Florida case provides good example of why one should actually read a contract before filing a lawsuit
Appellant Briceno took her camera phone to a Sprint store to have it worked on. She claimed that employees of the store, using her phone, accessed and distributed “personal photographs of her body to third persons by the internet.” Briceno filed suit against Sprint in Florida state court alleging various privacy-related causes of action.
The court never got to the merits of the case, however, because Sprint successfully moved to compel arbitration, pursuant to a clause found in Sprint’s “Terms and Conditions of Service.”
Briceno sought review of the trial court’s order compelling arbitration. The appellate court affirmed.
Unlike the recent Illinois case of Hubbert v. Dell Corp., this case did not involve the question of whether the terms and conditions containing the arbitration clause were part of the contract between the customer and the provider. The main issue in this case was whether the arbitration clause was unconscionable. The court held that it was not.
Because of a choice of law provision in the terms and conditions, the Florida court found itself in the unusual position of applying Kansas law to determine the question of whether the arbitration clause was unconscionable. It held that the agreement did not unfairly exploit any disadvantaged position of Briceno. On the contrary, the court noted that she was “college educated . . . certainly not illiterate, uneducated, or unsophisticated.” She simply ignored the terms and conditions because “she did not care about reading them and . . . did not like to read.”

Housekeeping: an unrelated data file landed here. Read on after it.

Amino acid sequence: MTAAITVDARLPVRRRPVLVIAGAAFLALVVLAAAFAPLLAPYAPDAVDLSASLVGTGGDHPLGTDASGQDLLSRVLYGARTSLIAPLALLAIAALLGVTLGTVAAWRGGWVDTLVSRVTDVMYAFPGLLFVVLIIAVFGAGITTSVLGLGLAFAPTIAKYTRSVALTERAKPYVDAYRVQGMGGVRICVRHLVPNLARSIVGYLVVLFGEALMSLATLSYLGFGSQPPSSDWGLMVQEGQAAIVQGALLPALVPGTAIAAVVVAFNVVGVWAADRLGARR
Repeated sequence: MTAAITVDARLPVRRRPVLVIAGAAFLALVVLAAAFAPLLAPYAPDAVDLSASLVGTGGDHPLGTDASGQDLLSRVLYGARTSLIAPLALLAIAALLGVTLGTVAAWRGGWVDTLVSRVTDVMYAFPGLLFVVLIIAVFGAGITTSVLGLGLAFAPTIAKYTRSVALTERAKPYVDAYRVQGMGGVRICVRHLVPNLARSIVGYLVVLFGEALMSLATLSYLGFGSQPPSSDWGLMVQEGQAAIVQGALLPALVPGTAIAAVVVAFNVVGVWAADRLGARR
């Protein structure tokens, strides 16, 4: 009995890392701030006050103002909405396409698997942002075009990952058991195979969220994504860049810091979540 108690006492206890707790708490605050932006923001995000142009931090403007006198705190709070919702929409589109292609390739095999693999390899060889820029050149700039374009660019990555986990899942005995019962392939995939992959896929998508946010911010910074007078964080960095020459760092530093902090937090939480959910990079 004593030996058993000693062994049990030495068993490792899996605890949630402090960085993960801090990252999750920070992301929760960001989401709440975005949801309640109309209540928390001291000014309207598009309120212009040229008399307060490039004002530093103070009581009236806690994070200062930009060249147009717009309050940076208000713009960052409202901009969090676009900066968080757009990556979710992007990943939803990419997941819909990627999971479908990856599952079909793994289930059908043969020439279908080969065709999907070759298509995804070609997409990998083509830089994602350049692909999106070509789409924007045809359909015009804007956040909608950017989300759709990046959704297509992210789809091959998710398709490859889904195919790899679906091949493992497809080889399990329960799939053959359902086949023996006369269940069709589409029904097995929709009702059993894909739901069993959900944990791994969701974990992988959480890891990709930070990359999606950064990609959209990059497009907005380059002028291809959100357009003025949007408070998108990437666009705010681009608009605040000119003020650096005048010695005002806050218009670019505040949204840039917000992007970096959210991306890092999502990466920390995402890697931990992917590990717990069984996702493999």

The court then concluded that Sprint had not unfairly concealed amendments to the terms and conditions containing the arbitration clause. It noted that alerts to changes in the terms and conditions had been provided on an invoice sent to Briceno. She could have looked online to read them, or could have requested a paper copy by telephone. It was also customary for Sprint to include the terms and conditions with new telephones, and Briceno had exchanged her telephone for a new one four times within the course of three years.
Given these factors, the court held that the arbitration clause was not unconscionable. It was therefore enforceable, and the trial court properly ordered the parties to arbitrate the dispute.
Briceno v. Sprint Spectrum, L.P., — So.2d —, 2005 WL 2093681 (Fla.App. 3 Dist., August 31, 2005).